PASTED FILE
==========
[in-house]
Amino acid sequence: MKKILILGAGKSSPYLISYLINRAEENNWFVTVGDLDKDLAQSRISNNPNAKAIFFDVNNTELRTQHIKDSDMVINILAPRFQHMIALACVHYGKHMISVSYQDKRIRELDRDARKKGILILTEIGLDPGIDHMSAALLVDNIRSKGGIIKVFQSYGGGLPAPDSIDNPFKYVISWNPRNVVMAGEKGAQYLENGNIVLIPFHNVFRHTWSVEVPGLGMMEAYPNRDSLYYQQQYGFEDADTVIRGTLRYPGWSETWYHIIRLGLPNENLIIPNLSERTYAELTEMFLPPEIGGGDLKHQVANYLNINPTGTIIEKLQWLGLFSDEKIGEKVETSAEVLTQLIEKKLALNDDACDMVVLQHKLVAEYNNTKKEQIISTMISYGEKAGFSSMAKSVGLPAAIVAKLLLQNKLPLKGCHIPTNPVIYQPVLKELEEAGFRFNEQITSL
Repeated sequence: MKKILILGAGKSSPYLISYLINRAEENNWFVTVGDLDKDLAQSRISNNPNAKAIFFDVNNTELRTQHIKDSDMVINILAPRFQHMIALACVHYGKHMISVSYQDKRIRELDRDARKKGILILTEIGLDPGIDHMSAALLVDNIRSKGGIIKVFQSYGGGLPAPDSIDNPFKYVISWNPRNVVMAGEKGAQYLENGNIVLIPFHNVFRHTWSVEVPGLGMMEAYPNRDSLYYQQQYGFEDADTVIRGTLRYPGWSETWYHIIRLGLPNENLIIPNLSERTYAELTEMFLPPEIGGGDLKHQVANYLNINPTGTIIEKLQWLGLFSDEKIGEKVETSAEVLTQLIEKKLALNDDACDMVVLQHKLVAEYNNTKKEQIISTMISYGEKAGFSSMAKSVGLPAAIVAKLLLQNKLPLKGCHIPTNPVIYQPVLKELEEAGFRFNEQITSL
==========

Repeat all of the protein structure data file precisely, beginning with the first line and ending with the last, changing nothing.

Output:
[in-house]
Amino acid sequence: MKKILILGAGKSSPYLISYLINRAEENNWFVTVGDLDKDLAQSRISNNPNAKAIFFDVNNTELRTQHIKDSDMVINILAPRFQHMIALACVHYGKHMISVSYQDKRIRELDRDARKKGILILTEIGLDPGIDHMSAALLVDNIRSKGGIIKVFQSYGGGLPAPDSIDNPFKYVISWNPRNVVMAGEKGAQYLENGNIVLIPFHNVFRHTWSVEVPGLGMMEAYPNRDSLYYQQQYGFEDADTVIRGTLRYPGWSETWYHIIRLGLPNENLIIPNLSERTYAELTEMFLPPEIGGGDLKHQVANYLNINPTGTIIEKLQWLGLFSDEKIGEKVETSAEVLTQLIEKKLALNDDACDMVVLQHKLVAEYNNTKKEQIISTMISYGEKAGFSSMAKSVGLPAAIVAKLLLQNKLPLKGCHIPTNPVIYQPVLKELEEAGFRFNEQITSL
Repeated sequence: MKKILILGAGKSSPYLISYLINRAEENNWFVTVGDLDKDLAQSRISNNPNAKAIFFDVNNTELRTQHIKDSDMVINILAPRFQHMIALACVHYGKHMISVSYQDKRIRELDRDARKKGILILTEIGLDPGIDHMSAALLVDNIRSKGGIIKVFQSYGGGLPAPDSIDNPFKYVISWNPRNVVMAGEKGAQYLENGNIVLIPFHNVFRHTWSVEVPGLGMMEAYPNRDSLYYQQQYGFEDADTVIRGTLRYPGWSETWYHIIRLGLPNENLIIPNLSERTYAELTEMFLPPEIGGGDLKHQVANYLNINPTGTIIEKLQWLGLFSDEKIGEKVETSAEVLTQLIEKKLALNDDACDMVVLQHKLVAEYNNTKKEQIISTMISYGEKAGFSSMAKSVGLPAAIVAKLLLQNKLPLKGCHIPTNPVIYQPVLKELEEAGFRFNEQITSL